In a recent case before the PA Supreme Court, the Appellant, Scott Bishop, argued that the PA Supreme Court “should interpret the provision of the Pennsylvania Constitution conferring upon individuals a right against self-incrimination to provide greater protection than the Fifth Amendment to the United States Constitution, as interpreted by the Supreme Court of the United States.” 

However, the Court affirmed the Superior Court’s decision to affirm the trial court’s ruling on Bishop’s Motion to Suppress, concluding that Bishop’s counsel had waived the opportunity to argue the issue after failing to properly preserve it. 

The question at issue involved the interplay between the Fifth Amendment to the U.S. Constitution and Article I, Section 9 of the Pennsylvania Constitution Article. 

“Under the Fifth Amendment to the United States Constitution … a statement made by a criminal defendant during a custodial interrogation who has not been apprised of the warnings required by Miranda v. Arizona generally must be suppressed. However, the violation does not justify the exclusion of physical evidence recovered as a result of the statement.” (Citations omitted.) 

“The Pennsylvania Constitution’s analogue to the Fifth Amendment is contained in Article I, Section 9” which, to date, ‘has not been interpreted by this Court to provide any greater protection than does the Fifth Amendment in the relevant regard.” 

The facts surrounding Bishop’s case were that he was questioned by parole agents at his home during which time he made certain statements that ultimately led to the agents finding evidence which led to him being charged with multiple criminal offenses. Prior to trial, Bishop filed a suppression motion which, “indicated, in broad terms, that both the statements and physical evidence had been obtained in violation of his “U.S. Constitutional rights or independently protected rights secured by the Pennsylvania Constitution. The motion also alleged that ‘the questioning of the defendant was not preceded by adequate warnings as to the right to counsel, the right to remain silent and be free from self-incrimination.’” (Citations omitted.)

The trial court held that Bishop should have received Miranda warnings and that his statement relating to the location of a firearm was subject to exclusion. It determined however, that “the parole agent’s inquiry about the location of [Bishop’s] vehicle did not rise to the level of interrogation, and therefore, suppression was not required.” Furthermore, the trial court “concluded that the inevitable discovery exception to the warrant requirement pertained [to the physical evidence recovered], and accordingly, there was no constitutional violation.”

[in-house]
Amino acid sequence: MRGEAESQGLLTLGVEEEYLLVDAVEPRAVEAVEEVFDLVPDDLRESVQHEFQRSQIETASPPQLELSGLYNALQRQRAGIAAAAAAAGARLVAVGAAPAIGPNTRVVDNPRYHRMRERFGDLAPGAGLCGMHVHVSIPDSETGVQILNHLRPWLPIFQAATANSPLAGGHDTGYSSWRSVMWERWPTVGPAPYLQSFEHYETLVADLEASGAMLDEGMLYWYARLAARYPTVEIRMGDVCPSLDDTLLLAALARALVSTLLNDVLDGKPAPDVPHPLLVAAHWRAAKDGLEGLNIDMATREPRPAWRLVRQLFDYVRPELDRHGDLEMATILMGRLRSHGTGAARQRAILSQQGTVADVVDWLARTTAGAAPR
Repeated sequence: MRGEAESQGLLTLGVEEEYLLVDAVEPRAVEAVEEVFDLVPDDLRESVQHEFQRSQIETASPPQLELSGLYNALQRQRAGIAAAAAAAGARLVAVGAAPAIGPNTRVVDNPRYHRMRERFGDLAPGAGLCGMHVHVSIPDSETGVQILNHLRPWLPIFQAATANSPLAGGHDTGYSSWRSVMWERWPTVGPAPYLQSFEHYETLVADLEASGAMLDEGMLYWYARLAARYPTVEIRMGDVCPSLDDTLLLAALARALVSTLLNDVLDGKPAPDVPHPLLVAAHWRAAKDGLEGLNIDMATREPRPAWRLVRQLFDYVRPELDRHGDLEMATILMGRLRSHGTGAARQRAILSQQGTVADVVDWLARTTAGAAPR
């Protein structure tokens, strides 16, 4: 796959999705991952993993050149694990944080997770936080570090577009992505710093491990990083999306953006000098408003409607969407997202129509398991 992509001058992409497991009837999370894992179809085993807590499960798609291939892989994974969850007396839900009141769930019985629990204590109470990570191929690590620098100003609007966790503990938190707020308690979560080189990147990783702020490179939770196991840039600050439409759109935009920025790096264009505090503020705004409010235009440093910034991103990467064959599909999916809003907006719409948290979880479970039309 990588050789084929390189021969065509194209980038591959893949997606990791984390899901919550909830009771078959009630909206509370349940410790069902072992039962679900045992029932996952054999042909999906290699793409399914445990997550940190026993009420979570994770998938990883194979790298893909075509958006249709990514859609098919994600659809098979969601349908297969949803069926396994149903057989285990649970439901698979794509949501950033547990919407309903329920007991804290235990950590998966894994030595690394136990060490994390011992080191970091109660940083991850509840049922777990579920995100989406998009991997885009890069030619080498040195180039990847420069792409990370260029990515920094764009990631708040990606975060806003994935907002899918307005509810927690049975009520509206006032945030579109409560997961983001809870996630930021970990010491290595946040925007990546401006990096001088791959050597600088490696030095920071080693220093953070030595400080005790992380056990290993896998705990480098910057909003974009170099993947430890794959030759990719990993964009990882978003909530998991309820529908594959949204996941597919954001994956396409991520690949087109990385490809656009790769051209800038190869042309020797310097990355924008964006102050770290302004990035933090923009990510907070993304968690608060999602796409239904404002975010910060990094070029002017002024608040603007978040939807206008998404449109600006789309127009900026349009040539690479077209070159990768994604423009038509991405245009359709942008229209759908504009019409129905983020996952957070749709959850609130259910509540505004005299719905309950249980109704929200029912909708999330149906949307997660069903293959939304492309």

After Bishop was convicted of the charged offenses, he appealed to the Superior Court and again “made no attempt to distinguish between the federal and state charters in the proceedings before the intermediate court.” The Superior Court affirmed the trial court in a non-precedential opinion.

Bishop then appealed to the PA Supreme Court where he “argued that all physical evidence should be suppressed under ‘Amendments 4 and 14 of the U.S. Constitution, as well as Article I, Section 8 of the Pennsylvania Constitution’ and that his statements should be suppressed ‘under Amendments 5 and 6 and 14 of the Federal Constitution and Article I, Section 9 of the Pennsylvania Constitution.’ Notably, he did not initially seek suppression of the physical evidence under Article I, Section 9.”

The Commonwealth argued that Bishop failed to preserve the issue he was now raising before the PA Supreme Court. 

At the outset, the majority noted that “[i]n terms of efforts by criminal defendants to raise claims for departure from federal constitutional jurisprudence on independent state grounds, the Commonwealth [was] correct that the precedent of this Court requires that some analysis explaining the grounds for departure is required.” 

“[L]awyers who omit reasons, or provide only scant ones, in their efforts to secure relief for their clients should know very well that they are proceeding at the risk of waiver.” 

Commonwealth v. Bishop, No. 37 EAP 2018 (Pa. September 26, 2019)

Although the PA Supreme Court “does not require appellants to engage in a ‘complete analysis’ on pain of waiver,” it noted that “some analysis is required” and “mere citation to a provision of the state constitution is insufficient.” 

In Bishop’s case, the majority found that Bishop’s counsel “failed to confront the prevailing case law to which he alluded” and “did not articulate anything along the lines of the rationale” to support his argument that the PA Supreme Court “should rely on Article I, Section 9 of the Pennsylvania Constitution to expand the application of the exclusionary rule beyond its reach under the federal constitutional jurisprudence of the Supreme Court of the United States, where it was created.”

“In other words,” the majority continued, “counsel’s approach of neither suggesting departure nor offering any reasons for departing was the antithesis of meaningful development.” Implicit in the decision and explicitly, the Court’s decision served as a reminder to appellate counsel: “lawyers who omit reasons, or provide only scant ones, in their efforts to secure relief for their clients should know very well that they are proceeding at the risk of waiver.” 

Accordingly, the majority concluded that because Bishop “did not distinguish between the Fifth Amendment and Article I, Section 9 before the suppression court, his claim favoring departure is waived.” 


Commonwealth v. Bishop, No. 37 EAP 2018 (Pa. September 26, 2019)

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